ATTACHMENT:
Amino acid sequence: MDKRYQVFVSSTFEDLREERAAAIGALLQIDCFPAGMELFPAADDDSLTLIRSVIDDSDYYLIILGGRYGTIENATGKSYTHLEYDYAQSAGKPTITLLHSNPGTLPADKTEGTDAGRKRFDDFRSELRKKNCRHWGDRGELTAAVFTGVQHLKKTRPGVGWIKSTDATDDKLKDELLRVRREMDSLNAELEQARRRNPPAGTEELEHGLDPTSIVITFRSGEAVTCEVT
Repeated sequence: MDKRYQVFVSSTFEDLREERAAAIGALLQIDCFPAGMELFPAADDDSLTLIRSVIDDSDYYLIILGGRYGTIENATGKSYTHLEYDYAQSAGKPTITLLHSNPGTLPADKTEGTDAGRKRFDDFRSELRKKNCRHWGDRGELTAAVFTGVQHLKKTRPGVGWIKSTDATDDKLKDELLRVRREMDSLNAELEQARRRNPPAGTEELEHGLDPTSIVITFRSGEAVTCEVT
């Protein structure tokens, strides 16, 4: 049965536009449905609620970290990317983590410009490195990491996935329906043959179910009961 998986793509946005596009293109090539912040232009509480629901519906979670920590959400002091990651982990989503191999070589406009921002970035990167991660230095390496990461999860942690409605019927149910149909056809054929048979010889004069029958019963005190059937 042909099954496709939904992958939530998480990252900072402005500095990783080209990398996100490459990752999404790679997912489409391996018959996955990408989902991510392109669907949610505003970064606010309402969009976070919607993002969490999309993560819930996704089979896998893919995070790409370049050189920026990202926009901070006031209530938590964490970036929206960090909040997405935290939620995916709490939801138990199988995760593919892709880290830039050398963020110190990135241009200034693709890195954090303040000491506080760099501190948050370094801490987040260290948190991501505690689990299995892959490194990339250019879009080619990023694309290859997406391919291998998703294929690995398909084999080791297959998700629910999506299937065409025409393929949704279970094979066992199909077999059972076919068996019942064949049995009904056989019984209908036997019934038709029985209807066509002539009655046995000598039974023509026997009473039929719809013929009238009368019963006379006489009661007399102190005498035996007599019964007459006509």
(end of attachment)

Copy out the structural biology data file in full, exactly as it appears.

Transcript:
Amino acid sequence: MDKRYQVFVSSTFEDLREERAAAIGALLQIDCFPAGMELFPAADDDSLTLIRSVIDDSDYYLIILGGRYGTIENATGKSYTHLEYDYAQSAGKPTITLLHSNPGTLPADKTEGTDAGRKRFDDFRSELRKKNCRHWGDRGELTAAVFTGVQHLKKTRPGVGWIKSTDATDDKLKDELLRVRREMDSLNAELEQARRRNPPAGTEELEHGLDPTSIVITFRSGEAVTCEVT
Repeated sequence: MDKRYQVFVSSTFEDLREERAAAIGALLQIDCFPAGMELFPAADDDSLTLIRSVIDDSDYYLIILGGRYGTIENATGKSYTHLEYDYAQSAGKPTITLLHSNPGTLPADKTEGTDAGRKRFDDFRSELRKKNCRHWGDRGELTAAVFTGVQHLKKTRPGVGWIKSTDATDDKLKDELLRVRREMDSLNAELEQARRRNPPAGTEELEHGLDPTSIVITFRSGEAVTCEVT
């Protein structure tokens, strides 16, 4: 049965536009449905609620970290990317983590410009490195990491996935329906043959179910009961 998986793509946005596009293109090539912040232009509480629901519906979670920590959400002091990651982990989503191999070589406009921002970035990167991660230095390496990461999860942690409605019927149910149909056809054929048979010889004069029958019963005190059937 042909099954496709939904992958939530998480990252900072402005500095990783080209990398996100490459990752999404790679997912489409391996018959996955990408989902991510392109669907949610505003970064606010309402969009976070919607993002969490999309993560819930996704089979896998893919995070790409370049050189920026990202926009901070006031209530938590964490970036929206960090909040997405935290939620995916709490939801138990199988995760593919892709880290830039050398963020110190990135241009200034693709890195954090303040000491506080760099501190948050370094801490987040260290948190991501505690689990299995892959490194990339250019879009080619990023694309290859997406391919291998998703294929690995398909084999080791297959998700629910999506299937065409025409393929949704279970094979066992199909077999059972076919068996019942064949049995009904056989019984209908036997019934038709029985209807066509002539009655046995000598039974023509026997009473039929719809013929009238009368019963006379006489009661007399102190005498035996007599019964007459006509």